Brian’s Angels Reach Central

Julia Conant, Arts & Entertainment Editor

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While students prepared for Central Connecticut’s first home football game of the 2019 season, a can and bottle drive was held in Kaiser Lot in support of Brian’s Angels Homeless Outreach.

Brian’s Angels is a Bristol-based nonprofit organization that assists the homeless in Bristol and the surrounding area. From 2 to 7:30 p.m. on Saturday, the organization collected non-perishable donations, cans, glass and plastic bottles that can be redeemed in Connecticut.

They also held a bake sale and a 50/50 drawing in order to raise money for the non-profit. People who donated to Brian’s Angels on Saturday were offered a pin with the organization’s name on it and a homemade keychain in the shape of an angel.

The organization was named after Founder Pat Stebbins’s late son who took his own life after struggles with homelessness, addiction and mental illness.

“Brian was my youngest son who I lost in 1998 to suicide,” Stebbins shared. “I started doing [Brian’s Angels] in 2015, not even relating the two. I just saw a lot of homeless near where I lived and it was a very hot August day in 2015, and we started  by passing out cold water.”

After a substantial donation, the organization began to pick up the company.

“We went from [handing out] cold water to someone handing me $500 in cash,” Stebbins said. “I had to step up our game a little bit because that was an awful lot of water, so we started making ‘loving bags’.”

“Loving Bags” are 2.5-gallon bags that contain supplies homeless people may need or appreciate, such as non-perishable food items, brushes, deodorant and rain ponchos. These are distributed to whoever is outside and needs a bit of help or extra supplies.” 

The main goal of Brian’s Angels is to get homeless people back on their feet and headed in the right direction.

“It’s mostly about getting people services, [telling them] where they can go for help, whatever that next step for help is,” Stebbins said. “We’ll help them get to either social services, DSS, disability, however, we can direct people is what we do.”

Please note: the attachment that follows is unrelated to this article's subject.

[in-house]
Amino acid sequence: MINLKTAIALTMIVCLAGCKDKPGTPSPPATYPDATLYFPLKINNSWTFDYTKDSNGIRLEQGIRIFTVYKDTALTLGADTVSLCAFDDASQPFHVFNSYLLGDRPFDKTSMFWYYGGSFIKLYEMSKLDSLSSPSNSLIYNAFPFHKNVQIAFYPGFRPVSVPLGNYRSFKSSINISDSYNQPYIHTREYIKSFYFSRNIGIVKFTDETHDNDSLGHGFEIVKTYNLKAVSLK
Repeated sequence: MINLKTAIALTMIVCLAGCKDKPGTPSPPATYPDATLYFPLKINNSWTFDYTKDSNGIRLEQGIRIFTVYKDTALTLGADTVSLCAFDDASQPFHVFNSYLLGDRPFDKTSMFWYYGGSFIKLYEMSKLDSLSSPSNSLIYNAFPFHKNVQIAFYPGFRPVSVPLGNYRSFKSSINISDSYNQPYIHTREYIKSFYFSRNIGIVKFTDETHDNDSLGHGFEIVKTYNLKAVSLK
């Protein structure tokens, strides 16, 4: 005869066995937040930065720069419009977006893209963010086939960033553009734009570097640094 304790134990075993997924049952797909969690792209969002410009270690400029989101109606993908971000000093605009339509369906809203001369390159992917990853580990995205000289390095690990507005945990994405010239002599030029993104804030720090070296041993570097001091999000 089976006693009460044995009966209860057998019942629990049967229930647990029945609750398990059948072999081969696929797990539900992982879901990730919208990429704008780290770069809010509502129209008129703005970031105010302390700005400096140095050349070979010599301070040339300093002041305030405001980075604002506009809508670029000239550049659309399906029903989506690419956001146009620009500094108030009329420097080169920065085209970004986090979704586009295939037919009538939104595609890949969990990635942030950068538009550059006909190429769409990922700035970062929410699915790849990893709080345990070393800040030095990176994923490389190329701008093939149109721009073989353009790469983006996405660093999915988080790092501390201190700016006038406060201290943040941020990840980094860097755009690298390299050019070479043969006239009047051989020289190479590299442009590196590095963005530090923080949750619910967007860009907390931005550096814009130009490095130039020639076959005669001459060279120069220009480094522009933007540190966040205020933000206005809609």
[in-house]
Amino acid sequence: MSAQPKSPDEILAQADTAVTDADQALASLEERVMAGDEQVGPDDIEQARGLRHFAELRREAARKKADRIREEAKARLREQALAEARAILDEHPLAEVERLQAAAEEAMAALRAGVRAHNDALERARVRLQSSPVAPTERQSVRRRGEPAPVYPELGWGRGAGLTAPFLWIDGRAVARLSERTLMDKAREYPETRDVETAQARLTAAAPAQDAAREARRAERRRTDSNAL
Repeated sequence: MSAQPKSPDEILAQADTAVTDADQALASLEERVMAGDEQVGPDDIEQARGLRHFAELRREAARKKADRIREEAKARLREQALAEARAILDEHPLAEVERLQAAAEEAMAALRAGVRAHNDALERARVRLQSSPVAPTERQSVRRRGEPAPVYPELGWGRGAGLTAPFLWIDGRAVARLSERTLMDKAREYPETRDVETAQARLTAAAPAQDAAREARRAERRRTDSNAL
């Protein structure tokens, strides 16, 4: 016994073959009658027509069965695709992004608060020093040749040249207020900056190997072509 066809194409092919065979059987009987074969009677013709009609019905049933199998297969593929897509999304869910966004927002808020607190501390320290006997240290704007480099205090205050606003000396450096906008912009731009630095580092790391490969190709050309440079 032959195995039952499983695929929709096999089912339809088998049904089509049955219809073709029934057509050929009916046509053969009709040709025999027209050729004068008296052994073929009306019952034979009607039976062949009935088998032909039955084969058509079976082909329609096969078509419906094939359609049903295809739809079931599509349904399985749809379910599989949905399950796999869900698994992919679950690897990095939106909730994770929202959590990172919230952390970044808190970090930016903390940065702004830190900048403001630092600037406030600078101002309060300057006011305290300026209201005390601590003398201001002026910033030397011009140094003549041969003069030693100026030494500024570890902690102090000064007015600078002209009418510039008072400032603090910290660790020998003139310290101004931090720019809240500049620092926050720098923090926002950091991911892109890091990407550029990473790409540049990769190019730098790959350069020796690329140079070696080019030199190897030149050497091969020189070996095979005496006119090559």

Along with pointing people in the right direction, Brian’s Angels also gives supplies to the needy.

“We provide sandwiches, tents, sleeping bags, underwear, socks, boots, whatever people need to get from one day into the next,” Stebbins said.

Brian’s Angels is also working towards helping the homeless substantially better their ways, in ways such as receiving an education.

“We’re trying to get started with a few day programs going if possible,” Stebbins said. “We’re hoping to help people get their diplomas, whatever they need to do to go on to the next step from homelessness.”

Despite Stebbins being told that it was nearly impossible, the organization is 100 percent run by volunteers and has been going strong for four years. And like Stebbins lost her son, most of the volunteers on the fundraising committee have also lost someone close to them.

“This is how we keep ourselves going,” Kathy Nelson, a member of the fundraising committee said. “We keep busy. It’s a wonderful thing to give.”

Currently, Brian’s Angels gives coffee and a sandwich to approximately 35 homeless per day, as well as a place to watch television, take a nap or just relax and socialize.

Brian’s Angels’ Outreach center is open from 1 to 5 p.m. seven days a week, located at 99 Center St in Bristol.

The organization is currently looking for donations and volunteers. Financial donations should be sent to P.O. Box 2111, Bristol, CT 06010. Brian’s Angels can be found on Facebook at “Brian’s Angels Homeless Outreach.”